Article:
On March 22 and March 23, 1997, all thirty-nine active members of Heaven’s Gate committed suicide, exiting the Earth, as they referred to the act. In three waves, members ingested a poisonous mixture of barbiturates and alcohol, and as their breath slowed and bodies shut down, they asphyxiated under plastic bags that they had tied over their heads. Members followed guidelines they had researched several years earlier, and laid down their earthly lives in what can only be called ritual precision and attention to detail. In keeping with the group’s customs, each member wore an identical uniform, but in their final months the group’s members had added a customized “Heaven’s Gate Away Team” patch that positioned them as merely visitors to this planet rather than inhabitants, invoking the concept from the Star Trek universe of visitors from a traveling spaceship.
They also covered themselves in purple shrouds, the shroud an echoing of nearly universal ancient burial customs, and the purple a reminder not only of the Easter season but, as Robert W. Balch and David Taylor have pointed out, Nettles’s favorite color. Each member carried a five-dollar bill and three quarters, a standard practice that members of the group had followed to avoid being stranded without money for transportation. Members of each wave had cleaned and tidied after their compatriots had died, removing the plastic bags and draping the shrouds over their deceased companions. Applewhite ended his life on the second day of the suicide, along with his closest helpers. When ex-member Neoody, informed of the exits by a mailing he had received from the group, found the bodies on March 26, there was nothing left of Heaven’s Gate. Neoody called the 911 telephone emergency hotline to report the deaths, then left.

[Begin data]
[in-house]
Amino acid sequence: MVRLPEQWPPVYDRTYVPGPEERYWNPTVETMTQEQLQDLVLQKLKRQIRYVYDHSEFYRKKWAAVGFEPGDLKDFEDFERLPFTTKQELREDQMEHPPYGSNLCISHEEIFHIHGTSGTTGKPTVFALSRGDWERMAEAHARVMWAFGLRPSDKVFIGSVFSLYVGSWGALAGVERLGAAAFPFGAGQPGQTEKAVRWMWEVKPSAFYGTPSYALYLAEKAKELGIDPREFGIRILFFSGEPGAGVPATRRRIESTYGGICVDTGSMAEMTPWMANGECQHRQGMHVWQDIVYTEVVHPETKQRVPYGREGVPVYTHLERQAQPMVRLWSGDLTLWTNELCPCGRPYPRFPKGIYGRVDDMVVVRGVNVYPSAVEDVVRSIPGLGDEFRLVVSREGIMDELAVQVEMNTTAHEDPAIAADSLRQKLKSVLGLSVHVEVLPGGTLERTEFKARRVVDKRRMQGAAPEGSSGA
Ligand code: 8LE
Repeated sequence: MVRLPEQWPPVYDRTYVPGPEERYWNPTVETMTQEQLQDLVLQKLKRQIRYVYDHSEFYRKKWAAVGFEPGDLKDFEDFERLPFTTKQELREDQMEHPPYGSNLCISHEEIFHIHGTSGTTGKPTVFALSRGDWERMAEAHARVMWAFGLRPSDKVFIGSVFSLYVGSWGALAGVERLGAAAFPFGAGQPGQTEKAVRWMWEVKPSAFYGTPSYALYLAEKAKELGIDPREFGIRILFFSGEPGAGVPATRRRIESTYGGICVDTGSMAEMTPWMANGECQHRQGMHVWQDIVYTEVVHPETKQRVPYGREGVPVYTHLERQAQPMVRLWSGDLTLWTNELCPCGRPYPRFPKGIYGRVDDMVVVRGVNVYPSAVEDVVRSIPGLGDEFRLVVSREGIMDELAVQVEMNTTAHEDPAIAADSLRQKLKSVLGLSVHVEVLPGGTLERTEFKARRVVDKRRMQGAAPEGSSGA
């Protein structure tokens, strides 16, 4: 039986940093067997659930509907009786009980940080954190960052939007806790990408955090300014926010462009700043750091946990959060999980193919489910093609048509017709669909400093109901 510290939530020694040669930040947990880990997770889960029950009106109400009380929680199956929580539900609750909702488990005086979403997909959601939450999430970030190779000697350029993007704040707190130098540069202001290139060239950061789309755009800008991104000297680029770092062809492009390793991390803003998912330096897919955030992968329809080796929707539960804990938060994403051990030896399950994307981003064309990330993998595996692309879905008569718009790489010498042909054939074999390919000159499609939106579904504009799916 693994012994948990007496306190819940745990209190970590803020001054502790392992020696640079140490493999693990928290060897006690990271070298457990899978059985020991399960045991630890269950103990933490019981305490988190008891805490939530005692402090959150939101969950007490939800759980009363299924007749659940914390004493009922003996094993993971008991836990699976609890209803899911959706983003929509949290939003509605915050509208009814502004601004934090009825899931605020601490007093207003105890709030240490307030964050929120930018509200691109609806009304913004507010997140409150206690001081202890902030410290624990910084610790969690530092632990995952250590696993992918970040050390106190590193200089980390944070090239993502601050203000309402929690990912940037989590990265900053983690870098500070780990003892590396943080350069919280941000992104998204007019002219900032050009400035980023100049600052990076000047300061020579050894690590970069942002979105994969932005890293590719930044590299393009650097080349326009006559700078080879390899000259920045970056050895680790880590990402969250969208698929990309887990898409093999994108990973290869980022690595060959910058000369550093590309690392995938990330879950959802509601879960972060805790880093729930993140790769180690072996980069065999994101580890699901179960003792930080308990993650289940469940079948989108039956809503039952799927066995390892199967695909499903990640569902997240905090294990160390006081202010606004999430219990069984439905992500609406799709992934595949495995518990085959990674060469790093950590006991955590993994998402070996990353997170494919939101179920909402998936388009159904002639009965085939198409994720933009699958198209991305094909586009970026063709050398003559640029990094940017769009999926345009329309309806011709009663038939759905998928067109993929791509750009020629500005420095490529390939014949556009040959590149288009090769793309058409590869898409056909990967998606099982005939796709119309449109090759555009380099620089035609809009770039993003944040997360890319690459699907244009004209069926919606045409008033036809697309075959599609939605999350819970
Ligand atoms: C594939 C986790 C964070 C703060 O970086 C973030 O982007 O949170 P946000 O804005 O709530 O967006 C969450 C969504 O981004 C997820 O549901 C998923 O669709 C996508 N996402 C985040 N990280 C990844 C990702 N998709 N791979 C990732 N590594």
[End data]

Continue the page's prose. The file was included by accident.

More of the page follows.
The most radical thing one can say about the Heaven’s Gate suicides is also the simplest: the suicides were religious acts. Members understood them not as deaths but graduations, cutting aside the decaying matter of Earth so as to free their true selves to journey to the Next Level in the heavens. Were they suicides? Yes, certainly to outsiders such as myself and (presumably) most readers of this book. But for the adherents of Heaven’s Gate, no they clearly were not. Members of the group defined suicide as “to turn against the Next Level when it is being offered,” a definition they crafted at least several months before the actual suicides. By that logic those who remained on Earth had committed the true suicides, rejecting the promise of eternal life as perfected beings in the Next Level. Members of Heaven’s Gate merely exited a world they had long rejected.